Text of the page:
5 Things We Learned From TV News Channel Coverage Of This Long, Long, Long Election Campaign

Anyone who thinks a minor event like voting is going to shut down the television news industry's coverage of the 2016 presidential election probably also thinks The Walking Dead is a spinoff from the Grateful Dead.

Nope, in all likelihood Tuesday's voting will give the TV news channels a chance to say, "Hmmm, someone won, that's interesting," and wade right back in.


Truth is, we've learned a lot both from and about contemporary television news in this election. These haven't all been new lessons, but since CNN, Fox News and MSNBC have covered little else over the past 18 months, it seems reasonable to tick off at least these five takeaways.

1. Television cameras love bright shiny objects.

From the moment he announced his candidacy, Donald Trump hasn't been able to change a pin position on one of his golf courses without some network televising it. Some of this is because they don't want to be AWOL if he says something wacky, but beyond that, he's just got a commanding style.

Whether you like him or not, whether you thinkhe's lying or truthing, he was more interesting than 16 other Republicans. Then he was more interesting than Hillary Clinton.

Hillary has worked to get telegenic. She's learned to be forceful without sounding shrill, which is what it's called when women speakers get as enthusiastic as men. But she's not a natural. Trump, who to be fair probably worked at it, comes off as if he is.


It hasn't mattered that Trump treats the media as if they were all guests at the Red Wedding on Game of Thrones. The media keeps lurching toward the bright shiny object.

2. Television experience can count for more than political experience.

The disturbing corollary of point one is that a candidate who knows how to get attention on television has real advantages over a candidate who simply knows, say, policy.

Policy is boring. TV theatrics, whether it's giving speeches in a World Wrestling Entertainment style or prowling the debate stage like a fugitive from a horror movie, is not.

That television has made style more important than substance has been a cynical one-liner for years, buttressed by real-life examples as far back as the 1960 Nixon-Kennedy debates. But the playbook this year was straight out of reality television, with Trump playing the Omarosa character whose machinations may seem rough-edged, but which he's been confident voters in the end will embrace.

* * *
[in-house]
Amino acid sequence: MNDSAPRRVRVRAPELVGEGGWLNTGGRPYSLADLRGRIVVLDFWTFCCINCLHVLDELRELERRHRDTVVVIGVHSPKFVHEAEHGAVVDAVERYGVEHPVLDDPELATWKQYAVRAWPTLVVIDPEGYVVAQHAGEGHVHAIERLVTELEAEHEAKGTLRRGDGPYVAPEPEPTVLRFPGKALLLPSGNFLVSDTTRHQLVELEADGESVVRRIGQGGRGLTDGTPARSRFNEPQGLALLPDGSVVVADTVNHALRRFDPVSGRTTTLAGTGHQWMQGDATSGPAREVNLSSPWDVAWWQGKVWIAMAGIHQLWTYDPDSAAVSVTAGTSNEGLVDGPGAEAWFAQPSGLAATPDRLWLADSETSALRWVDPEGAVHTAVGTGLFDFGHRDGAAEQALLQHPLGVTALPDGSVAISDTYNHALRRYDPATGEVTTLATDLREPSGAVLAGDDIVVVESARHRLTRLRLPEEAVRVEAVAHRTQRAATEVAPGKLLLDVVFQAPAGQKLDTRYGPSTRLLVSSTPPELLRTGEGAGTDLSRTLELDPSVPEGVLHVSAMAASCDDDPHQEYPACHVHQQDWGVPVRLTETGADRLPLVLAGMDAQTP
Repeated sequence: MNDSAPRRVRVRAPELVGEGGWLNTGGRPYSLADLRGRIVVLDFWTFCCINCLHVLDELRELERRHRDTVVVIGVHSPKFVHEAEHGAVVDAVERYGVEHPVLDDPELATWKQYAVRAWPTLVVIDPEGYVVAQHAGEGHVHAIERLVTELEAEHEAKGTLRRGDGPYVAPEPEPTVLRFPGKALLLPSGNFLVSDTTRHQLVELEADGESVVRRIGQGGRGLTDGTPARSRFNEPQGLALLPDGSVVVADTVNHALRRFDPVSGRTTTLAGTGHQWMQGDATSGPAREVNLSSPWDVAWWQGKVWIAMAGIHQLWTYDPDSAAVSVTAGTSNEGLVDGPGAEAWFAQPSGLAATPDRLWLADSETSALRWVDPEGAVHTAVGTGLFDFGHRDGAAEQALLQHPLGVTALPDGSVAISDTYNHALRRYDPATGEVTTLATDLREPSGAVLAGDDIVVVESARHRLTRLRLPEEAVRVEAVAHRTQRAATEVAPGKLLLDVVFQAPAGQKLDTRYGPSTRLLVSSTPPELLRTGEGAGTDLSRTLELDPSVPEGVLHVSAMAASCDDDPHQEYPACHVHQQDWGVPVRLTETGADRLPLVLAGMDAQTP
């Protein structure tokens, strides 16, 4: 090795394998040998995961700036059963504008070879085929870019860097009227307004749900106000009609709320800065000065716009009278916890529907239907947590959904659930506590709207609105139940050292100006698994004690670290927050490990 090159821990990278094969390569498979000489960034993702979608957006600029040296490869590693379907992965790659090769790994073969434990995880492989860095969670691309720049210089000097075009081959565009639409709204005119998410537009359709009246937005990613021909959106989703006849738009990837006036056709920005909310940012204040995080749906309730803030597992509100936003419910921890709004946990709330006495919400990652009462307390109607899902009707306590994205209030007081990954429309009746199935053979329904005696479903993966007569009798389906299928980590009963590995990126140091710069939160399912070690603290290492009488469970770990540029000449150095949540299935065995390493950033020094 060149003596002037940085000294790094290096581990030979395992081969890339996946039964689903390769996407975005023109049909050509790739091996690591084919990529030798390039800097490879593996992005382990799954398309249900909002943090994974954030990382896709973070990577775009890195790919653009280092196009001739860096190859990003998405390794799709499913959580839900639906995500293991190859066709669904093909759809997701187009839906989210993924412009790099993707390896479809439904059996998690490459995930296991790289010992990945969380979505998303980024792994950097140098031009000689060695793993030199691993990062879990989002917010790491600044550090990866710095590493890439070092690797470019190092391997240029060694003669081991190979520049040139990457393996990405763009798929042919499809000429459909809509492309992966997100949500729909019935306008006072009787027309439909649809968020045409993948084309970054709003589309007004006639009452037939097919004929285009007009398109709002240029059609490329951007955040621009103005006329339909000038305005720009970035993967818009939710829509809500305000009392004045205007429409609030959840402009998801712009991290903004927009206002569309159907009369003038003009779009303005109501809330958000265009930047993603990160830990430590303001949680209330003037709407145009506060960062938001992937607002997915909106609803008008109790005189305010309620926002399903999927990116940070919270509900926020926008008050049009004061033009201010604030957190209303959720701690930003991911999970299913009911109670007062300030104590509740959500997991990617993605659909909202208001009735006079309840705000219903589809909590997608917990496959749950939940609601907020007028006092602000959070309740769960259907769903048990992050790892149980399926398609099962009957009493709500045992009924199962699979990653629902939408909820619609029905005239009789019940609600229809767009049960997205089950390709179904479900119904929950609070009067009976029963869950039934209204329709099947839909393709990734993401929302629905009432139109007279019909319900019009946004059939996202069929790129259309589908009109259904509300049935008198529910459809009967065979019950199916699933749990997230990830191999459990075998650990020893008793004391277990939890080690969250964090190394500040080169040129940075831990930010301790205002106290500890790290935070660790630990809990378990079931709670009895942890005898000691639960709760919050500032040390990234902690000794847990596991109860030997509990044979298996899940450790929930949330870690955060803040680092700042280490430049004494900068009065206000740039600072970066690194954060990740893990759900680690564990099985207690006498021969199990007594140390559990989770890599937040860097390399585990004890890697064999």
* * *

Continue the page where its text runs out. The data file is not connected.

3. More may not be less. It also may not be more.

After a while, and certainly after hundreds of millions of words, the next sentence tends to bury the previous sentence. Who can follow it all, never mind remember?


If there had been no 24/7 TV news channel coverage of this election, would voters have felt less informed? How many would have chosen differently?

That is to say, what percentage of those television news words were absorbed as information and what percentage were merely reinforcement of the beliefs and inclinations the viewer already had? Let's guess the second category comes in around 96 percent.

4. Media, collectively, can both miss and amplify something like the anger factor.

With both Trump and Bernie Sanders, there was an early recognition that many supporters felt a frustration that could easily escalate into anger.


What was missing for quite a while was an examination of that anger, where it was rational and where it was more like indiscriminate venting. It's sort of like when Marlon Brando's character was asked in The Wild One what he was rebelling against and he replied, "Whaddya got?"

Equally important, we rarely were reminded that anger has almost always been a defining factor in national elections. It wasn't all that many generations ago that we fought a civil war. Things got pretty angry during the Depression. More recently, we had the 1960s, anger on steroids.

This time around, treating frustrated people as if they're some new species that showed up on a submarine from Atlantis and invented anger made it harder to take a step back and put contemporary America into perspective.

5. One viewer's jackhammer is another viewer's wind chimes.

Sitting in front of any TV news channel constantly since the spring of 2015 would be the media equivalent of waking up every morning and eating a plate of roofing nails.


But a lot of people watched more than they would let on, and it's a safe bet they survived by watching whichever channel with which they most often agreed. Fox News on the right, MSNBC on the left, CNN sort of in the middle.

They're part of the equation now. Part of the landscape. In their own bizarre way, they're one of America's new cozy fireplaces.

Which is one reason why they will take their foot off this accelerator right around the time Hillary Clinton becomes an NRA spokeswoman and Donald Trump signs up for Obamacare.